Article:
Mr. Caborn: Data on playing field sales are not available. The Playing Field Monitoring Group will shortly be publishing combined figures for (a) applications from schools submitted to the Secretary of State for Education and Skills for the disposal or change of use of school playing fields (which are already published monthly), and (b) figures from Sport England giving details of planning applications affecting playing fields which have been referred to them as statutory consultee (which are already published quarterly), along with (c) relevant data from the Department of Transport, Local Government and the Regions.
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Mrs. Laing: To ask the Secretary of State for Education and Skills how many vacant head teacher posts there were in (a) primary schools, (b) secondary schools, (c) special schools and (d) all schools, expressed as a percentage of the total number of head teachers, in each year since 1997 broken down by local education authority. 
Mr. Boswell: To ask the Secretary of State for Education and Skills what progress has been made in (a) reaching agreement on outstanding liability on the Department to pay Individual Learning Account contributions to training providers and (b) making such payments.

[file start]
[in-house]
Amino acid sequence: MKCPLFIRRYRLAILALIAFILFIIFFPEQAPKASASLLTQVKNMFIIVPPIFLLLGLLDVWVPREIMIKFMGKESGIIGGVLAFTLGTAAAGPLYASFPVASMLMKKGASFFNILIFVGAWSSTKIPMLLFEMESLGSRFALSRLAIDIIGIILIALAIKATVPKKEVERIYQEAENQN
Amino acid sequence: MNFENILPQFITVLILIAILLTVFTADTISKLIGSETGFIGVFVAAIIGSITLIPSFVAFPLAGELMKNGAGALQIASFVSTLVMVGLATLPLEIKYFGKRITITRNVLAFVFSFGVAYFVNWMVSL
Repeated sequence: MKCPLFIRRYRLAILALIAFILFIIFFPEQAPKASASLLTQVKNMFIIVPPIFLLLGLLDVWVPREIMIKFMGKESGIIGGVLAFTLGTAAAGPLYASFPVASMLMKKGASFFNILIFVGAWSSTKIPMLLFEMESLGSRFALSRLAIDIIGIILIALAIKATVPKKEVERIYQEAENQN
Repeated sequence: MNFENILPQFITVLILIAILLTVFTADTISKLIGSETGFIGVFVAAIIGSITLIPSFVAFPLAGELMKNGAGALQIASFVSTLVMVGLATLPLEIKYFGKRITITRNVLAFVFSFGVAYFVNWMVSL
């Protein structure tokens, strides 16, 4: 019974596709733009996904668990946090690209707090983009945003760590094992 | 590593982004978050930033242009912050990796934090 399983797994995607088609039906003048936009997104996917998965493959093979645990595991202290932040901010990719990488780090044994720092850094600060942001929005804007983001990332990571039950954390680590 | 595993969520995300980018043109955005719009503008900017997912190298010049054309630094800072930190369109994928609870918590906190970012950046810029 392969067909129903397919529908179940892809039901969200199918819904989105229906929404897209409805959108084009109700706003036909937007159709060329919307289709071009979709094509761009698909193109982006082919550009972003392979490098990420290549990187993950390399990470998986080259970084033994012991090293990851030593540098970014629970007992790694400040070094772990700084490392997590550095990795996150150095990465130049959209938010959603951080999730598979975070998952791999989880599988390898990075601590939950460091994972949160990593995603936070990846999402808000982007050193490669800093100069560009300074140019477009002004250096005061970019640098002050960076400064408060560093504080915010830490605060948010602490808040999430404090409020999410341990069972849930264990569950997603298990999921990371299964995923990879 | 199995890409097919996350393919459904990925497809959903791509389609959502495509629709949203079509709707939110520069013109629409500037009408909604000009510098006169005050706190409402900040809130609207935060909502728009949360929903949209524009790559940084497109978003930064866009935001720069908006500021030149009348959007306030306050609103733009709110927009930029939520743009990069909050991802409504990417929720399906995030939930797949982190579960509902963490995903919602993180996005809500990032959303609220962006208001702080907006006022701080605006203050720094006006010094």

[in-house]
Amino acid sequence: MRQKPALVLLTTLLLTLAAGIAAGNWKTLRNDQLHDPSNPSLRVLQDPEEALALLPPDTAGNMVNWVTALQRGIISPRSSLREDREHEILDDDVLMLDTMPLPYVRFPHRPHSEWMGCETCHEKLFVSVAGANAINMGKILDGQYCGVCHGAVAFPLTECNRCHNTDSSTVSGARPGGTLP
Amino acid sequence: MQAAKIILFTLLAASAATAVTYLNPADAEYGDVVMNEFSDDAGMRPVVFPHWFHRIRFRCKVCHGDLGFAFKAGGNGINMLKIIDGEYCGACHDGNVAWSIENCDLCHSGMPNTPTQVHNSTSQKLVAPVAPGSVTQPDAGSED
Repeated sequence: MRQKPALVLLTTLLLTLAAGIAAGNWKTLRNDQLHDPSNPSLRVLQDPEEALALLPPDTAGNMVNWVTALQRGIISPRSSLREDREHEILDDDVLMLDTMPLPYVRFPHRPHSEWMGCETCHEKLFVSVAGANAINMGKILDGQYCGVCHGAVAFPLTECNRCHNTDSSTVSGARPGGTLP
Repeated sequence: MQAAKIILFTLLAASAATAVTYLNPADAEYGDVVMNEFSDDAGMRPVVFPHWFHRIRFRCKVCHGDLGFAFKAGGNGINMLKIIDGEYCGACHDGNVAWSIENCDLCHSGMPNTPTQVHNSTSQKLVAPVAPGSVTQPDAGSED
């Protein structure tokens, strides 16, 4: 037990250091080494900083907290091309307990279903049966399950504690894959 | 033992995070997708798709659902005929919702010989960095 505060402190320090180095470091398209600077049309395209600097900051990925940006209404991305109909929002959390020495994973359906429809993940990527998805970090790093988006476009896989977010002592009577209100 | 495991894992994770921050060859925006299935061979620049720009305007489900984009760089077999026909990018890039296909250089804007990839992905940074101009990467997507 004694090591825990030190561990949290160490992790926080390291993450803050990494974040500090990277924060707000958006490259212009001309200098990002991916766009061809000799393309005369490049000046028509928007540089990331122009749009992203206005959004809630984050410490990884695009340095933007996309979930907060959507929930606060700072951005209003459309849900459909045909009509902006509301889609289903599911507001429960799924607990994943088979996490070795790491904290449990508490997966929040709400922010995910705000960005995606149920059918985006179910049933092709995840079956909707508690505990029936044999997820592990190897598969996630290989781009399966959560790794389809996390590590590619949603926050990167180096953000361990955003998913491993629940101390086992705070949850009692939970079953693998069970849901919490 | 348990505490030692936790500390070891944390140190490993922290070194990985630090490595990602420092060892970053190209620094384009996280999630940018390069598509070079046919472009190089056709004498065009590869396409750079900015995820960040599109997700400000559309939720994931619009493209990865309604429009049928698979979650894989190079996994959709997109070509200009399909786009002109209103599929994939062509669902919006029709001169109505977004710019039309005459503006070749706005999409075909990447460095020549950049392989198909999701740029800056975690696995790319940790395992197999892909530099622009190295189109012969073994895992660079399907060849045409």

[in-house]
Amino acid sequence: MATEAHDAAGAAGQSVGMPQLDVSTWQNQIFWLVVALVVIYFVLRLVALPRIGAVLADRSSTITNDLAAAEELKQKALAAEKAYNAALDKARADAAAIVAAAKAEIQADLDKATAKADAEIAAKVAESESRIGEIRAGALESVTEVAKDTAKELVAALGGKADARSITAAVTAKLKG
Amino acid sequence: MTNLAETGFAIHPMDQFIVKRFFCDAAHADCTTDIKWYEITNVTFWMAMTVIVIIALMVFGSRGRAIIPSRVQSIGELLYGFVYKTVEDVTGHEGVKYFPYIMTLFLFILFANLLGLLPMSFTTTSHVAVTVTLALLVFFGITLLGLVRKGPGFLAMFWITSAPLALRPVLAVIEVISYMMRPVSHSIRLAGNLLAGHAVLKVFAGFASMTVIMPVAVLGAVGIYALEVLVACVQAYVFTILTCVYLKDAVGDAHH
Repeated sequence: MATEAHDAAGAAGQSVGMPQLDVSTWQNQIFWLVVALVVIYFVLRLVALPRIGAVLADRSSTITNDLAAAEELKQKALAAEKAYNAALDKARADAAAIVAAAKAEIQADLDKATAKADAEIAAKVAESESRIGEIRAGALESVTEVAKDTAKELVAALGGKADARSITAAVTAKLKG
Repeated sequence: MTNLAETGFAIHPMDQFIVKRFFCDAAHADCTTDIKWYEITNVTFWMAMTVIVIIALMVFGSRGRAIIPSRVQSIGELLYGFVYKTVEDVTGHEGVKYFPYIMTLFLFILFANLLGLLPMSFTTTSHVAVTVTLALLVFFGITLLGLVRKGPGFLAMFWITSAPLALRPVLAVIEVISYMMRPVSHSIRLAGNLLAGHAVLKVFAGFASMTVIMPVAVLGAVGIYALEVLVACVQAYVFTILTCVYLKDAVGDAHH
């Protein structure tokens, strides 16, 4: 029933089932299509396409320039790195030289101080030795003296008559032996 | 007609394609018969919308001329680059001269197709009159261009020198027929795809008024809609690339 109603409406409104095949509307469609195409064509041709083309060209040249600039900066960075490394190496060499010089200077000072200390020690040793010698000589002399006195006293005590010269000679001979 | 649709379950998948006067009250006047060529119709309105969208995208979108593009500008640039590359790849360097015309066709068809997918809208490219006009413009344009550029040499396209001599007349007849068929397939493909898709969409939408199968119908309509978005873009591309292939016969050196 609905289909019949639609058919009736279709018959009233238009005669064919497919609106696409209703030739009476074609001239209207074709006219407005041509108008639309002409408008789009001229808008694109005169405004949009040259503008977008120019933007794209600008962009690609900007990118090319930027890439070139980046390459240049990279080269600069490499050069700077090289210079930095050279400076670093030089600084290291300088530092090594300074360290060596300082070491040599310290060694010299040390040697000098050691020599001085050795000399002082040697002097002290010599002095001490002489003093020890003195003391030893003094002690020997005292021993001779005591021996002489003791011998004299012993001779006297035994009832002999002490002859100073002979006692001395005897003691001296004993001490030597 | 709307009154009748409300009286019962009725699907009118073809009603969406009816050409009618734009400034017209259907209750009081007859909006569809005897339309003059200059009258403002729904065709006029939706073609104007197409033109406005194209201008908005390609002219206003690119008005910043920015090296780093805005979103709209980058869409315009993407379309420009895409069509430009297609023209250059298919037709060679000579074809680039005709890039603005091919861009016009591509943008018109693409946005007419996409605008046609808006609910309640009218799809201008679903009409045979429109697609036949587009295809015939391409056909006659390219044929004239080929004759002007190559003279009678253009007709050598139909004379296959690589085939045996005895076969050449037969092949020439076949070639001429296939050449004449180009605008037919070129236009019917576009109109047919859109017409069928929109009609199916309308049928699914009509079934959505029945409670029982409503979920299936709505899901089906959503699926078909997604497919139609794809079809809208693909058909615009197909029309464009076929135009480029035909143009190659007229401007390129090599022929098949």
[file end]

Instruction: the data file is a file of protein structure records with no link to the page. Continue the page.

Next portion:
John Healey: My Department wrote to all registered learning providers on 31 January 2002 setting out future payment arrangements. Claims have been invited from providers for learning booked on the ILA centre system, but not confirmed by the closure of the Individual Learning Account programme on 23 November, with start dates between 1 September 2001 and 31 March 2002. Pay runs are now being made on a monthly cycle. Where we have complaints or other concerns, payments are withheld pending the outcome of validation checks and investigations.
Since the closure of the Individual Learning Account programme on 23 November: payments of £8.16 million have been made to 2,883 registered learning providers; and payments of £15.12 million to 223 learning providers have been withheld pending results of validation checks and investigations.
Mr. Andrew Turner: To ask the Secretary of State for Education and Skills if she will list the ILA providers who were (a) deregistered because of failure to register between June and August 2001 and (b) deregistered (i) temporarily or (ii) permanently for non-compliance with the scheme's rules. 
John Healey [holding answer 15 April 2002]: It is not appropriate to list individual learning account providers as the information requested is held as commercial in confidence. The number of providers who failed to re-register between June and August 2001 is 485. Prior to
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the closure on 23 November 2001 47 providers had been suspended from the register of learning providers. None had been permanently removed from the register. From 23 November 2001, we have withheld payments from 239 providers, including 17 of those originally suspended, pending completion of validation checks and investigations into claims.